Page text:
Men are generally left with some or most of the burden or organizing outings, so the day you turn the tables on him and arrange the whole deal will be close to his heart. My good friend was really struck when his wife threw him a surprise birthday party on the beach, complete with a bar full of tequila and cable TV so he wouldn’t miss any football games and lose track of his fantasy football league. For one friend of mine, having a weekend-long mountain biking trip planned in Big Sur was a highlight—especially because there’s something about the view from a mountaintop, and you with him, that gets a guy feeling very amorous.

Romance rule #3: Add a humorous twist
Men generally don’t go for sappy love notes, but if they’ve got a sense of humor or something else going for them, recognizing that can be very effective. My friend Dan says he still fondly thinks of the girlfriend “who made her own fortune cookie fortunes—not the cookie, just the fortune—and would hide them throughout my apartment in my wallet, a book I was reading, bedside stand and even luggage. I don’t know how she did it, but she had them printed in red ink, with those little half cut holes that come on real fortune cookies. She would come up with great quotes and would print the date next to them. Like, “Time spent with you multiplies my happiness exponentially.”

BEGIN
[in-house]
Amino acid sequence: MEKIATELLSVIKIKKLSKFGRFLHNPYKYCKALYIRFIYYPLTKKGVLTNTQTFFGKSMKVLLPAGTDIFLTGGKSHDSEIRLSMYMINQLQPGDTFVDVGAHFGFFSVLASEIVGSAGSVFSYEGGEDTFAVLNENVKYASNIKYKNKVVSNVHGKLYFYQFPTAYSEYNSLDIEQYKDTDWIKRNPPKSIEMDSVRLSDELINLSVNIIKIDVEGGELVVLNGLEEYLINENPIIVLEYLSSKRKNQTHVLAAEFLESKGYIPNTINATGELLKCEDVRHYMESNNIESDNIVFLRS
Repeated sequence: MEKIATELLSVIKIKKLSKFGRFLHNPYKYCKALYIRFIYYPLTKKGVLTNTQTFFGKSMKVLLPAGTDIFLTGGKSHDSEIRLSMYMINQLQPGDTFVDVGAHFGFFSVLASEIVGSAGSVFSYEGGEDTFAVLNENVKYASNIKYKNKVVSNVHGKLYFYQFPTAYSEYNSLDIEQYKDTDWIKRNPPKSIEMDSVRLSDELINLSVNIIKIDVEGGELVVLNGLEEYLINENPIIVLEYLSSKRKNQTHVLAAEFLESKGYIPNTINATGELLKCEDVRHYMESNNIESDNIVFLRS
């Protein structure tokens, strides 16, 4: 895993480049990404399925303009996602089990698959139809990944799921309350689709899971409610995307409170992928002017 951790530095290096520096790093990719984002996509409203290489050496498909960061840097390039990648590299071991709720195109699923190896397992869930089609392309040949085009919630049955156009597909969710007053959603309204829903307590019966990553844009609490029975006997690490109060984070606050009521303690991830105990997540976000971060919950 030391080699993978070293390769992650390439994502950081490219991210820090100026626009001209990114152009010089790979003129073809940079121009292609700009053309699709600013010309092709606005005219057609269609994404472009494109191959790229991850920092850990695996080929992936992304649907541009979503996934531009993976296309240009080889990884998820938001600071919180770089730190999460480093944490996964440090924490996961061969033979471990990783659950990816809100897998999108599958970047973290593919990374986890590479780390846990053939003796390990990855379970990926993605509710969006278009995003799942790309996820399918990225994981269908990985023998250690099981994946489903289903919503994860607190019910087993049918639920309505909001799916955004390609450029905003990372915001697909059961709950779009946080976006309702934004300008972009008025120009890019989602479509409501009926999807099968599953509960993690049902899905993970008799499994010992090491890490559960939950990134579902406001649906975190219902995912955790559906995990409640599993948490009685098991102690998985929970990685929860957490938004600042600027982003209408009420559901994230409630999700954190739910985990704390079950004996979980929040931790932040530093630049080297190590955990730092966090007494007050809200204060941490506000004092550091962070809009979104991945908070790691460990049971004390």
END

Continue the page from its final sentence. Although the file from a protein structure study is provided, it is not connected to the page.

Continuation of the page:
Romance rule #4: Sex should be involved, almost always
Call us simple-minded brutes, but for men, sex and romance are so inextricably linked. Pretty much any effort you make in the bedroom is automatically romantic. Not just fun, but romantic. He’ll feel closer to you—and you to him as a result, which is really what this is all about. If you’re not sure how to jump-start things, know that lingerie will usually do the trick. What you should wear and how to spring it on him depends largely on the guy. As my friend Jack put it, “If you’re 30 and under, a romantic gift to a guy really is (sad to admit) a woman in some clichéd, too-small, black and red lingerie outfit. We don’t need dinner,” he says. “If you’re over 30, a romantic gift can sometimes be a ski weekend (or any other activity-oriented getaway). Lingerie is still part of the equation, but not the trashy kind at this stage.”

Romance rule #5: Prove you’ve got him pegged
One man’s dream of the perfectly romantic day might be drinking 40’s of Budweiser together and going to Yankee Stadium for a baseball game. Another might prefer a day of hiking followed by a trip to the hot springs. For another it is going out for brunch and lazing around in the café, drinking coffee and reading the paper. What’s your guy’s favorite activity? Once you figure it out, give it to him. The more I heard from my friends, the more I realized how different we were. Not just from women, from each other. I have never gone for fancy lingerie—it’s always seemed too calculated, too cheesy. And I prefer to read novels and biographies over fortunes, no matter how sweet the intentions of the fortune-teller. Fantasy football? No thanks. All a woman has to do is to show she understands me and is deeply fond of the guy she understands. Then, I’m all hers.

Steve Friedman is the author of seven books, including Lost on Treasure Island: A Memoir of Longing, Love, and Lousy Choices in New York City. More information at